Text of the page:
[Show abstract][Hide abstract] ABSTRACT: To identify nutrients, foods, and dietary patterns associated with stress fracture risk and changes in bone density among young female distance runners.
Two-year, prospective cohort study. Observational data were collected in the course of a multicenter randomized trial of the effect of oral contraceptives on bone health.
One hundred and twenty-five female competitive distance runners ages 18-26 years.
Dietary variables were assessed with a food frequency questionnaire.
Bone mineral density and content (BMD/BMC) of the spine, hip, and total body were measured annually by dual x-ray absorptiometry (DEXA). Stress fractures were recorded on monthly calendars, and had to be confirmed by radiograph, bone scan, or magnetic resonance imaging.
Seventeen participants had at least one stress fracture during follow-up. Higher intakes of calcium, skim milk, and dairy products were associated with lower rates of stress fracture. Each additional cup of skim milk consumed per day was associated with a 62% reduction in stress fracture incidence (P < .05); and a dietary pattern of high dairy and low fat intake was associated with a 68% reduction (P < .05). Higher intakes of skim milk, dairy foods, calcium, animal protein, and potassium were associated with significant (P < .05) gains in whole-body BMD and BMC. Higher intakes of calcium, vitamin D, skim milk, dairy foods, potassium, and a dietary pattern of high dairy and low fat were associated with significant gains in hip BMD.
In young female runners, low-fat dairy products and the major nutrients in milk (calcium, vitamin D, and protein) were associated with greater bone gains and a lower stress fracture rate. Potassium intake was also associated with greater gains in hip and whole-body BMD.
[Show abstract][Hide abstract] ABSTRACT: Osteoporosis and hypertension are two frequent diseases among the aging population that share a similar etiopathology and often coexist. Moreover, treatment of hypertension affects bone mineral density and, therefore, can worsen osteoporosis. This narrative review considers the influence of the main etiologic factors that contribute to the development of hypertension and osteoporosis and examines the effect of the most often used antihypertensives on bones. A computerized literature search of relevant English publications regarding the etiology of hypertension and osteoporosis as well as the impact of antihypertensives on osteoporosis from 1996 to 2011 was completed in October 2011. The latest update in the search was performed from May to June 2012. The most relevant nongenetic factors in the etiology of osteoporosis and hypertension are low calcium intake, vitamin D and vitamin K deficiency, high consumption of sodium salt, and the effects of different forms of nitric oxide. Thiazide diuretics are the only antihypertensives that have a positive influence on bone mineral density. For other antihypertensive drugs, the data are conflicting, indicating that they may have a potentially negative or positive influence on bone mineral density and fracture risk reduction. Some studies did not find a correlation between the use of antihypertensives and bone mineral density. Due to the frequent coexistence of hypertension and osteoporosis, when selecting long-term antihypertensive therapy the potential effects of antihypertensive drugs on development, worsening, or improvement of osteoporosis should also be considered.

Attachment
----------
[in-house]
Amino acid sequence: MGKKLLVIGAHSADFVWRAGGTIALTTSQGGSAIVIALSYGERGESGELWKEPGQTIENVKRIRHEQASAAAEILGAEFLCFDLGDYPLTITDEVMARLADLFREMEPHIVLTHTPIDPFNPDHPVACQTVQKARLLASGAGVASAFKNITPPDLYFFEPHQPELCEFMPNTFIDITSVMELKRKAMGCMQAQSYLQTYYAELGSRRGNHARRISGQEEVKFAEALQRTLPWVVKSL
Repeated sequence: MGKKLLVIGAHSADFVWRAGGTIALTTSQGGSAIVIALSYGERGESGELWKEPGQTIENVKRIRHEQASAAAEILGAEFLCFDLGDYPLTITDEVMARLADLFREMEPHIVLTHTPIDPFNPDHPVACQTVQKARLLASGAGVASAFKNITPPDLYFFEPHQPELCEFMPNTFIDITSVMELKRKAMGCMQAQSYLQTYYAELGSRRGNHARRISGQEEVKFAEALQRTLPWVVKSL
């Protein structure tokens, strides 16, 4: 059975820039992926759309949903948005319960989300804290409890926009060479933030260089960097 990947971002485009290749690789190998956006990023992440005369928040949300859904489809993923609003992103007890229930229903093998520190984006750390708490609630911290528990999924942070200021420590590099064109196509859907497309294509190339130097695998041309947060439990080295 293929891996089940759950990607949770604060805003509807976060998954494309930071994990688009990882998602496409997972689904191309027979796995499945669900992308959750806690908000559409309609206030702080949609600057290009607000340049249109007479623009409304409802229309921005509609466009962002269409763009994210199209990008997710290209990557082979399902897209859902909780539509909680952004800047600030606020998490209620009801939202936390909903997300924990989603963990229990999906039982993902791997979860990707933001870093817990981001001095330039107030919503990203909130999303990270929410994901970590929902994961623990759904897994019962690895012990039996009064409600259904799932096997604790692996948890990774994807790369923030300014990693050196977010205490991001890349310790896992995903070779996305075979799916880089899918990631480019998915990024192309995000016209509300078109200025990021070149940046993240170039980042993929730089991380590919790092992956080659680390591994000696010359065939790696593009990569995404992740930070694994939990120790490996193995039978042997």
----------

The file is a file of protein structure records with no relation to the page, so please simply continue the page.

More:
Calcified Tissue International 11/2012; · 2.50 Impact Factor
[Show abstract][Hide abstract] ABSTRACT: SLC12A3 encodes the thiazide-sensitive sodium chloride cotransporter (NCC), which is primarily expressed in the kidney, but also in intestine and bone. In the kidney, NCC is located in the apical plasma membrane of epithelial cells in the distal convoluted tubule. Although NCC reabsorbs only 5 to 10 % of filtered sodium, it is important for the fine-tuning of renal sodium excretion in response to various hormonal and non-hormonal stimuli. Several new roles for NCC in the regulation of sodium, potassium, and blood pressure have been unraveled recently. For example, the recent discoveries that NCC is activated by angiotensin II but inhibited by dietary potassium shed light on how the kidney handles sodium during hypovolemia (high angiotensin II) and hyperkalemia. The additive effect of angiotensin II and aldosterone maximizes sodium reabsorption during hypovolemia, whereas the inhibitory effect of potassium on NCC increases delivery of sodium to the potassium-secreting portion of the nephron. In addition, great steps have been made in unraveling the molecular machinery that controls NCC. This complex network consists of kinases and ubiquitinases, including WNKs, SGK1, SPAK, Nedd4-2, Cullin-3, and Kelch-like 3. The pathophysiological significance of this network is illustrated by the fact that modification of each individual protein in the network changes NCC activity and results in salt-dependent hypotension or hypertension. This review aims to summarize these new insights in an integrated manner while identifying unanswered questions.
Pflügers Archiv - European Journal of Physiology 12/2013; · 4.87 Impact Factor
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